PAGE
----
By Amiea Eleban

The marijuana industry has proven to be great for the United States, in terms of job creation and tax revenue, it being the fastest growing industry.

The Bureau of Labor Statistics recently compiled a list of the industries with the fastest-growing employment figures. Opportunities for home health care aides are expected to grow by 47%, openings for wind turbine technicians are expected to increase by 96%, the need for solar voltaic installers is expected to grow by 105%. Those gains are projected to happen over the course of 10 years.

There will be 110% growth in cannabis jobs in a little over three years.

The industry added more than 64,000 jobs last year – a 44% increase – and is expected to create another 20,000 jobs this year in California and Florida alone. Florida added the most jobs of any state more than 9,000, equaling 703% increase, according to Leafly.

Professional and technical workers, such as accountants, lab workers, marketers, and tax experts, make up more than half of the new workforce. That’s led to a median annual salary of $58,511, almost 11% higher than the overall U.S. median.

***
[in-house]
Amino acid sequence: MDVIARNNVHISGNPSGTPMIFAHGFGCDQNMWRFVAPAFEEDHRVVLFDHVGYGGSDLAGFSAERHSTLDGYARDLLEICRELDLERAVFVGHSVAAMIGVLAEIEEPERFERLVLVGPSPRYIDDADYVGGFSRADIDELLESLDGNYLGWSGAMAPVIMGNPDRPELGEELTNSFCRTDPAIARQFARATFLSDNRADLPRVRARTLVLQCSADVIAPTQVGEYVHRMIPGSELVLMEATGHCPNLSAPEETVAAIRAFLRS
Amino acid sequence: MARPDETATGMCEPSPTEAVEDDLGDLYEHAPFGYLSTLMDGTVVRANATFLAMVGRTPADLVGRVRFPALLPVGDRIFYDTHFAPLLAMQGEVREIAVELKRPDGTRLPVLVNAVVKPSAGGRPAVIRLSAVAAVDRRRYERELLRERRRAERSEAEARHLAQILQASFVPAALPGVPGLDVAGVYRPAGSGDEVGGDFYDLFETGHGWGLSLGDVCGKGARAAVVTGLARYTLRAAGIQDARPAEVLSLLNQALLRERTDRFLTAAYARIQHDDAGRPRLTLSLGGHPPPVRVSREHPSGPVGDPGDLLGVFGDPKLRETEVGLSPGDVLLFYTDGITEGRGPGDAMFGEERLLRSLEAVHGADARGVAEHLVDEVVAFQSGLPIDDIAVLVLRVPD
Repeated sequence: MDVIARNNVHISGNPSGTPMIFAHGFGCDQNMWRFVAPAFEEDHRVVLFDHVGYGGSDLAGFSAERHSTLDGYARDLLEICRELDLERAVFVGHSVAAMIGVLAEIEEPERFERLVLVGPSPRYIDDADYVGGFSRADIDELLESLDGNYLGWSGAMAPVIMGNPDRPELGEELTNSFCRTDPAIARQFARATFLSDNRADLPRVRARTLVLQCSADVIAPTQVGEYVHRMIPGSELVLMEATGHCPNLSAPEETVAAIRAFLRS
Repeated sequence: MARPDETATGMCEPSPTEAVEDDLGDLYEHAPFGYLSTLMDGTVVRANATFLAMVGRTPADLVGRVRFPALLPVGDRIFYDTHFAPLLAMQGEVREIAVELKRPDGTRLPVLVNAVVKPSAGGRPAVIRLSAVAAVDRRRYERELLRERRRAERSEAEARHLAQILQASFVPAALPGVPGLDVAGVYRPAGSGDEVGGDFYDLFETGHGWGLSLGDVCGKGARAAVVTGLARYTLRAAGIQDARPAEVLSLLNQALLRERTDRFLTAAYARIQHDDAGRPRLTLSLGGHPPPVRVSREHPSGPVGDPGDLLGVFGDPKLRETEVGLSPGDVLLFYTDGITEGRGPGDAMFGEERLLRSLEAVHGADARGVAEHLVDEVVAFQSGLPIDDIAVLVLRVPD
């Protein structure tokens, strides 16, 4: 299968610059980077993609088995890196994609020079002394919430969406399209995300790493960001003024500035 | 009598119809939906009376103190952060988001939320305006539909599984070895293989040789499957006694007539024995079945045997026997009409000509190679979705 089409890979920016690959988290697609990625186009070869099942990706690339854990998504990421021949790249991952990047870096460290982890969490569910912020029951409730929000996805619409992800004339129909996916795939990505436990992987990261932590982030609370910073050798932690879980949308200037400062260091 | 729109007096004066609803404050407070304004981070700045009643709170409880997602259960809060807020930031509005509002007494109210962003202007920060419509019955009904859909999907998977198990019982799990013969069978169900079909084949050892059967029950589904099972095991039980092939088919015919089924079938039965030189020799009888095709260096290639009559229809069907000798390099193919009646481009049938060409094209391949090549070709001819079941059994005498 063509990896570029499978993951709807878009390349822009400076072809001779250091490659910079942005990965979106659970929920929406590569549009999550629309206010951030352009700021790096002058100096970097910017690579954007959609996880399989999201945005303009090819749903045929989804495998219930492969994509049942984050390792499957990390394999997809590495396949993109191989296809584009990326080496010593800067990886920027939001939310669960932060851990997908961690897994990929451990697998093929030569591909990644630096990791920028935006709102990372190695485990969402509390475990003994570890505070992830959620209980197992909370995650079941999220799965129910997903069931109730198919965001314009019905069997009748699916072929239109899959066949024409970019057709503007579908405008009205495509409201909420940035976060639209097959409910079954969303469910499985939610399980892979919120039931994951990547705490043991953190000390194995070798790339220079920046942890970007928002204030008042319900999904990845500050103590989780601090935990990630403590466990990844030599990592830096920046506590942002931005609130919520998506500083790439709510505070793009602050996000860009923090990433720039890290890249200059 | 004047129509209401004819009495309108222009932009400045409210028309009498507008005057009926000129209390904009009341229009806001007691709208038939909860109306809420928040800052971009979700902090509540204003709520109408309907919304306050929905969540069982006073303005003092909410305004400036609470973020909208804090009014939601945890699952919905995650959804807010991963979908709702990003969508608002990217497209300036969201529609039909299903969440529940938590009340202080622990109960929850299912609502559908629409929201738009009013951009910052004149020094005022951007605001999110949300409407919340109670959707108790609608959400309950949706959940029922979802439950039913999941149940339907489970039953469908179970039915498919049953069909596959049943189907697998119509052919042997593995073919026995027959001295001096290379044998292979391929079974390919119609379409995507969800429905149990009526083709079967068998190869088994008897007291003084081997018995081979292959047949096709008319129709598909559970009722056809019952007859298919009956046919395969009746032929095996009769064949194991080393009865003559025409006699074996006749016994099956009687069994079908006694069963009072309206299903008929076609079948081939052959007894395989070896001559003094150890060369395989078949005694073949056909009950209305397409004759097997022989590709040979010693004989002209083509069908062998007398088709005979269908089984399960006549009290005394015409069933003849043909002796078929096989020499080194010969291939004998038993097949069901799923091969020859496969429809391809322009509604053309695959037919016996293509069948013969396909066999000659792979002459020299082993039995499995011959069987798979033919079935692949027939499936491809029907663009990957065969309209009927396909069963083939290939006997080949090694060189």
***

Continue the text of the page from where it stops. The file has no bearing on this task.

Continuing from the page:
In Oklahoma, there were zero cannabis jobs two years ago. Now there are 2,107. A year from now, there are expected to be 4,407 jobs.

There is a downside to the marijuana industry though, cannabis use has become an obstacle to getting hired. THC, the active ingredient in cannabis, can linger in the body and show up in the screening process for up to 30 days after the immediate impairment of the user. Traditional THC screening cannot differentiate between actual impairment and presence due to past use of cannabis.

Backers of legalization say that is unfair and the world of work needs to adapt to changing societal norms regarding cannabis.

“There are some states, like California, where employers are completely allowed to sanction based on a drug test, even medical marijuana patients,” said Tamar Todd, vice-chair of the California Cannabis Advisory Committee and lecturer on marijuana law and policy at Berkeley Law. “An employer can basically refuse to hire you or discipline you for a positive THC in your blood even if you’re a lawful medical marijuana patient using lawfully under state law. And the legislature has not changed that law yet.”

There needs to be some type of law like in Germany and Portugal to protect those that use medically and recreationally. Take notes America, your gonna need it. With the way things are now, you either need to find a job that doesn’t do drug testing or not use marijuana at all. Given our approval of medicinal use, that’s a bit hypocritical.

Jobs that require driving or that could hurt others if the person using MMJ did personal harm make sense, but otherwise, we should decide what side of the fence we want to be on once and for all. Maybe with time that will change? What do you think?


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